Researchers have found rare metal deep beneath the surface of the sea—but the discovery largely serves to highlight a pressing dilemma about where we should draw the line when it comes to extracting nature's resources.
The BBC reports that scientists have identified an undersea mountain 300 miles from the coast of the Canary Islands that’s incredibly rich in the rare earth metal tellurium. About 1,000 meters beneath the surface, the mountain’s outer crust is coated in two inches of rock that contains 50,000 times more of the metal than deposits found on land.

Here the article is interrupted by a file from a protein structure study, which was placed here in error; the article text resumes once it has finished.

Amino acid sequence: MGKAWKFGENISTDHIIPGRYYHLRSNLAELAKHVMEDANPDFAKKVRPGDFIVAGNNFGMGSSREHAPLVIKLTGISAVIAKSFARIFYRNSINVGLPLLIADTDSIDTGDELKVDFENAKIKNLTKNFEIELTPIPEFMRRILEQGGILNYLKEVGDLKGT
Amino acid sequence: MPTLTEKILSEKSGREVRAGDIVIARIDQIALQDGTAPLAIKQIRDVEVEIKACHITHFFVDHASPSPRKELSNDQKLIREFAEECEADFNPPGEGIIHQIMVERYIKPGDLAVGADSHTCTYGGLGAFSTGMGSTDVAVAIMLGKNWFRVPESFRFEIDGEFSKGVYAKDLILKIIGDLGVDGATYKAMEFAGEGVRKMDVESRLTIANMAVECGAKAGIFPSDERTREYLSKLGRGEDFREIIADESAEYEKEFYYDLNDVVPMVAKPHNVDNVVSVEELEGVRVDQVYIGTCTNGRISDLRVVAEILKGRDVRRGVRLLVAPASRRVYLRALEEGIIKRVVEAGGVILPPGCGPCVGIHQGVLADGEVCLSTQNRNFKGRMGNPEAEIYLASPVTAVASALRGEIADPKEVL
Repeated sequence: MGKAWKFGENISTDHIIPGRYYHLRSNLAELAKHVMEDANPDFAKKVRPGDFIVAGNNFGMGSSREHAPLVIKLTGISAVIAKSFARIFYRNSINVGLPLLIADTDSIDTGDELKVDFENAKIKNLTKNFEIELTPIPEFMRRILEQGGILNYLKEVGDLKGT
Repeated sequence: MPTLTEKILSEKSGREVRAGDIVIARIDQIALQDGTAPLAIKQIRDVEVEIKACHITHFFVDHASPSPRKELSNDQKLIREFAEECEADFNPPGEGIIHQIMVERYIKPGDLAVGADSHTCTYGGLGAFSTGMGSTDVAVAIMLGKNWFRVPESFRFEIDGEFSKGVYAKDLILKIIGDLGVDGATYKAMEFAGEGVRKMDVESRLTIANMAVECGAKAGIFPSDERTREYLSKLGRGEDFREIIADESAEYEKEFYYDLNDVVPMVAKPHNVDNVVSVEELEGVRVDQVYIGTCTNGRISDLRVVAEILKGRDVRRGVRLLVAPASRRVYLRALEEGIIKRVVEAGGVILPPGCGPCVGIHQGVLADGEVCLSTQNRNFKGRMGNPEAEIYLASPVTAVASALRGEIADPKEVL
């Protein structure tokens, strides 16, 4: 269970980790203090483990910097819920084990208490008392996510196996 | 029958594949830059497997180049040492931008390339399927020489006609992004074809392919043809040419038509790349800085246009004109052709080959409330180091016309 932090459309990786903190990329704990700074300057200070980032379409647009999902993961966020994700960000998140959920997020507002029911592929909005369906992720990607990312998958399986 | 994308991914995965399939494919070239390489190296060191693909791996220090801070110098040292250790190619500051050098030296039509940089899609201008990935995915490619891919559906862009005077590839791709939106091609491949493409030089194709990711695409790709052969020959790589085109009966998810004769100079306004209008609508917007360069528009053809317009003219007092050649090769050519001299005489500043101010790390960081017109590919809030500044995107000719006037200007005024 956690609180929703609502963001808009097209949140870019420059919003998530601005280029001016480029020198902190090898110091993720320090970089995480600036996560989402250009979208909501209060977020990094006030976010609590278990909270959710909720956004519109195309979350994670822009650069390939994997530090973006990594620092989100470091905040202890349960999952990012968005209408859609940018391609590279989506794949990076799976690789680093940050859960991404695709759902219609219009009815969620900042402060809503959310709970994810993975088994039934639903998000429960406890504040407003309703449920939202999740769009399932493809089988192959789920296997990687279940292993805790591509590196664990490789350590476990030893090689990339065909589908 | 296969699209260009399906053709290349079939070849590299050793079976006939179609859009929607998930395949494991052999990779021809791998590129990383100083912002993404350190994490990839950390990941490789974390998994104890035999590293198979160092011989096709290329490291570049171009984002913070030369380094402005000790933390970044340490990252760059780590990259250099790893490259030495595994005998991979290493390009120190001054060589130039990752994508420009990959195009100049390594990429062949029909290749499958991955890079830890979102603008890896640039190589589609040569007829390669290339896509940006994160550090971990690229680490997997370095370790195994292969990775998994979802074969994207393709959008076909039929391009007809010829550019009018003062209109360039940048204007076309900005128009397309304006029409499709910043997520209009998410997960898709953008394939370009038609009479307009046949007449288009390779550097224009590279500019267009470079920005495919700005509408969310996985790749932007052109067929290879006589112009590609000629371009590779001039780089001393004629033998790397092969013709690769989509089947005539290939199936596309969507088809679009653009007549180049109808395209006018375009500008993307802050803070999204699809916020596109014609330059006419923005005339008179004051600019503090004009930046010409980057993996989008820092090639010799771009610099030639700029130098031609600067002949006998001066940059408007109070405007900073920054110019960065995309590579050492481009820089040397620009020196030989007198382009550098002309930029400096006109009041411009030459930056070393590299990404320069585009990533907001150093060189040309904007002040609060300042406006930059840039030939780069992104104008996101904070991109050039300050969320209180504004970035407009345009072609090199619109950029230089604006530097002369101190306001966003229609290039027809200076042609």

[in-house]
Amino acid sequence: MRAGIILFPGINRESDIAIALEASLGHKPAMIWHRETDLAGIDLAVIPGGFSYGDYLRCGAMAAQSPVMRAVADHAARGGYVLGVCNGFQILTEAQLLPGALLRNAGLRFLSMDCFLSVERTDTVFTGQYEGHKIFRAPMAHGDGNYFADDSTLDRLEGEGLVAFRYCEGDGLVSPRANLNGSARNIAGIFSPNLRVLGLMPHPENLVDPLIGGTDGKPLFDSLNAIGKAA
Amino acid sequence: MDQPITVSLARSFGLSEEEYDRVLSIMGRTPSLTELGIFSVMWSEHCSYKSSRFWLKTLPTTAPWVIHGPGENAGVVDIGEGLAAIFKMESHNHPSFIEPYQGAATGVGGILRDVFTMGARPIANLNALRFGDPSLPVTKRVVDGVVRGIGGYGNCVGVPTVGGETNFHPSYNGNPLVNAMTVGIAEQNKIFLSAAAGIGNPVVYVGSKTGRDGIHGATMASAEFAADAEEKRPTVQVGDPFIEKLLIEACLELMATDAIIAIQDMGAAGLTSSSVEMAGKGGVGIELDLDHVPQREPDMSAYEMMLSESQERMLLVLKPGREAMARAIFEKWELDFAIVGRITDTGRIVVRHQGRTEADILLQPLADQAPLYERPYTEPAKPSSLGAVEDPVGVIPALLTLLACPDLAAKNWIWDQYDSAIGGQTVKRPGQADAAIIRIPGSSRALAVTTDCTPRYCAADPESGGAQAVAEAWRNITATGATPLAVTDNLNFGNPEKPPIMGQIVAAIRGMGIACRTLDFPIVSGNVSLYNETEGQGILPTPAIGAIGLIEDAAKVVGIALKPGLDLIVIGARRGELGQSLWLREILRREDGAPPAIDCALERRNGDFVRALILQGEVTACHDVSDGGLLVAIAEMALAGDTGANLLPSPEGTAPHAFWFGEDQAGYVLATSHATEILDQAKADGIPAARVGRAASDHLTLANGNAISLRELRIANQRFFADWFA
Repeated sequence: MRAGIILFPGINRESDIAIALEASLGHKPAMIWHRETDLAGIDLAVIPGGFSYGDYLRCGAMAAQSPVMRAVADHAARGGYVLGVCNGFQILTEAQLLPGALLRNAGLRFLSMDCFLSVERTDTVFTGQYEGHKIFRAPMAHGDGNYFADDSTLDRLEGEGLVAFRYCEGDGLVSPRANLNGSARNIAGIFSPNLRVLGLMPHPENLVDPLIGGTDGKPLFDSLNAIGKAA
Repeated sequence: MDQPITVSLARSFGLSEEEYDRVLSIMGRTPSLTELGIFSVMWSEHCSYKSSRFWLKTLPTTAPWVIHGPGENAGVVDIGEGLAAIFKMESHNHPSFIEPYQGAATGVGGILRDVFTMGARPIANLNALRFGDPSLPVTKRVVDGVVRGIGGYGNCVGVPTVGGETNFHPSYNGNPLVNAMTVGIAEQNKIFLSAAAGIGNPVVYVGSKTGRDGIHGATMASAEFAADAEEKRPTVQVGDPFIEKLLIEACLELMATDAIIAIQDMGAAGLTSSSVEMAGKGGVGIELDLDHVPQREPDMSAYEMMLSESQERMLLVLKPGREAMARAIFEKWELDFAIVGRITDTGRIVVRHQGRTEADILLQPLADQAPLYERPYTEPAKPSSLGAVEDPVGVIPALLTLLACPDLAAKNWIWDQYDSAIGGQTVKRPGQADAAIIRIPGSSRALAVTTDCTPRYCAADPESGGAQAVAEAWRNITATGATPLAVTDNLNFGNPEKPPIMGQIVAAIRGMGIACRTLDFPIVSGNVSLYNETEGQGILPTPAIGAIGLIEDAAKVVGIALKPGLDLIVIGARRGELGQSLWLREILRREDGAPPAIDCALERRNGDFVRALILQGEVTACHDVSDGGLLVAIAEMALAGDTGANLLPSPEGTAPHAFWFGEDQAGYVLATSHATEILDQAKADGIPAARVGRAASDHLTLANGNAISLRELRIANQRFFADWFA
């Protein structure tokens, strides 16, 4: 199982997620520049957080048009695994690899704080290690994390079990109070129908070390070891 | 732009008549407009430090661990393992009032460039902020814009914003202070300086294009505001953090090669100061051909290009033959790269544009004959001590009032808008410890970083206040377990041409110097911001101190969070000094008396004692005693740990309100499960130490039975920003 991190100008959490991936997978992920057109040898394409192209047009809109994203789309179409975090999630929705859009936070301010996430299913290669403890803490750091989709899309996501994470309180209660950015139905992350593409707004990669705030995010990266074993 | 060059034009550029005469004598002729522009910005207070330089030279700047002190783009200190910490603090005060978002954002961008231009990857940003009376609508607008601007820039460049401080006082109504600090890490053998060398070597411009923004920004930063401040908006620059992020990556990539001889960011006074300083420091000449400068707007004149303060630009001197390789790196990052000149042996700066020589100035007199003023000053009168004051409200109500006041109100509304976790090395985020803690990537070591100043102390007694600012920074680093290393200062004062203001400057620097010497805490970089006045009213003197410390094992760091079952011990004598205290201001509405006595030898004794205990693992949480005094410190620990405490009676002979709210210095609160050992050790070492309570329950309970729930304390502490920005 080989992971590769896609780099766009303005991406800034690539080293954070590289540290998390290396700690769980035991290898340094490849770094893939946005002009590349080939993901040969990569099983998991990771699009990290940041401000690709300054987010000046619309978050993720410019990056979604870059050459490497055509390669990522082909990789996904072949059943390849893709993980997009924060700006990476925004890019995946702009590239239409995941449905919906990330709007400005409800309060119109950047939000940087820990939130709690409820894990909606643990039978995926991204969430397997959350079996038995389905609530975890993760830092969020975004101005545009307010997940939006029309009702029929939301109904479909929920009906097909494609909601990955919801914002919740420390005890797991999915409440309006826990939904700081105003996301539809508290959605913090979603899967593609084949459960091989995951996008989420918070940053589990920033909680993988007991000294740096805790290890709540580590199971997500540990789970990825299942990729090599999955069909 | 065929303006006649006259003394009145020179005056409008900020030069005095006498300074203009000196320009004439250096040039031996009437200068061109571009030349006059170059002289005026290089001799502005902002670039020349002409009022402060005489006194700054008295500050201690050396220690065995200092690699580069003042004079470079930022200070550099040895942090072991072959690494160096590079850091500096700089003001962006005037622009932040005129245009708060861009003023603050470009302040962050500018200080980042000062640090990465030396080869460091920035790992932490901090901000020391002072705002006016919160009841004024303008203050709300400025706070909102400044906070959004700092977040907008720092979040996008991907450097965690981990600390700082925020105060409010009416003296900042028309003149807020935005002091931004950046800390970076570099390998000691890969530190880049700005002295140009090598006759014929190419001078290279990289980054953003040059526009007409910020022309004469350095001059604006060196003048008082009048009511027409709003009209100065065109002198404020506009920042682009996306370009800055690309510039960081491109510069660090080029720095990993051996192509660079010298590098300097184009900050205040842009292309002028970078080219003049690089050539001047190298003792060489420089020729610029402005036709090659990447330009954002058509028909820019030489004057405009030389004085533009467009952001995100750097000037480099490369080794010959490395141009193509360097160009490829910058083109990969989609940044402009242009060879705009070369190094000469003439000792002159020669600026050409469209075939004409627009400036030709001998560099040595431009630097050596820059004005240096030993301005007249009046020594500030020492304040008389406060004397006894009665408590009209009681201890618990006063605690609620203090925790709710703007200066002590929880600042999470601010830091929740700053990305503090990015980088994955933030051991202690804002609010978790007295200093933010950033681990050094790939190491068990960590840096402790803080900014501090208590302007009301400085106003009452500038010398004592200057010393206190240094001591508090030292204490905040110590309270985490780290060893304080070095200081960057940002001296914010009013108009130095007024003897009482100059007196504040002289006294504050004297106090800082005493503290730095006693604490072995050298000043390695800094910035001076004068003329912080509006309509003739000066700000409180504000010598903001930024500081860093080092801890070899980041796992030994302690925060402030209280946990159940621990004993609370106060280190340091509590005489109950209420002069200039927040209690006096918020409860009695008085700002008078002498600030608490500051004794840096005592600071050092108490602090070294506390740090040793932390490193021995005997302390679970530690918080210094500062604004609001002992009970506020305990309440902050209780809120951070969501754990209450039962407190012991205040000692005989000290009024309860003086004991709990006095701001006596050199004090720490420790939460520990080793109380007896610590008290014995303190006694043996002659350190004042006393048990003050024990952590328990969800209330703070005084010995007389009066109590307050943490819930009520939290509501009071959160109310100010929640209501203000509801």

What makes the finding so tantalizing is that tellurium is used in some of the world’s most efficient solar cells—but is also, like many rare earth metals, relatively difficult to come by. In fact, Bram Murton, who led the project that uncovered the deposits, has calculated that the mountain could yield 2,670 metric tons of tellurium—equivalent to one-12th of the world's total supply.